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Tuesday, June 24, 2014

From democratic revolution to "back-room massacre": Is Germany's press already suffering from a Juncker hangover?

Many of us have been there. Waking up on a Sunday morning. Head sore. Mouth dry. And not entirely pleased with our behaviour the previous night. "What was I thinking" type of thing.

It seems like German media is there too over the, by now, highly-likely appointment of Juncker as a the next European Commission President. As we've argued before, no one particularly wants Juncker, but due a series of coinciding factors in the randomness that is EU bargaining, here he is. A significant chunk of the German commentariat - for reasons relating to the German conflicted political consciousness - have been the most vocal supporters of Juncker via the Spitzenkandidaten process. Cameron has been pitted against Germany.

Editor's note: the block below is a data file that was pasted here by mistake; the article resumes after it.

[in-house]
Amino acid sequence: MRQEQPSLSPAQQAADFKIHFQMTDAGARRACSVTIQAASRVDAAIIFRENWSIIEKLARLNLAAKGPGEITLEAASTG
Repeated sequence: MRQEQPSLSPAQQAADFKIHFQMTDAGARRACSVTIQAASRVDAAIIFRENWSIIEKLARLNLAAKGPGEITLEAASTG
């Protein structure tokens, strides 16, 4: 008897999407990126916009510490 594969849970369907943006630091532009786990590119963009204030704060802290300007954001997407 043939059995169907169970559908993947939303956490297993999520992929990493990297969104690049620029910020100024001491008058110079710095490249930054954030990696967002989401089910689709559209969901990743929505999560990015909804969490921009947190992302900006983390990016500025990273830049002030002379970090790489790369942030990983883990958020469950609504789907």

Except that a whole host of Germans were uncomfortable with the Spitzenkandidaten all along. As the moment of truth draws closer, influential German commentators are waking up to smell the coffee (to continue the hangover analogy).

And they're going hard.

Today Handelsblatt's leader, by its international correspondent Torsten Reicke argues, "Juncker's victory is a defeat," and that the tussle over the EU top jobs is "grotesque." He writes: 
Hardly anyone considers Juncker to be the right candidate for the right time. The opposite is true. The almost 60-yr old eurocrat is symbolic of a Europe of elites, which the citizens turned their back on in the [European Parliament] elections in May.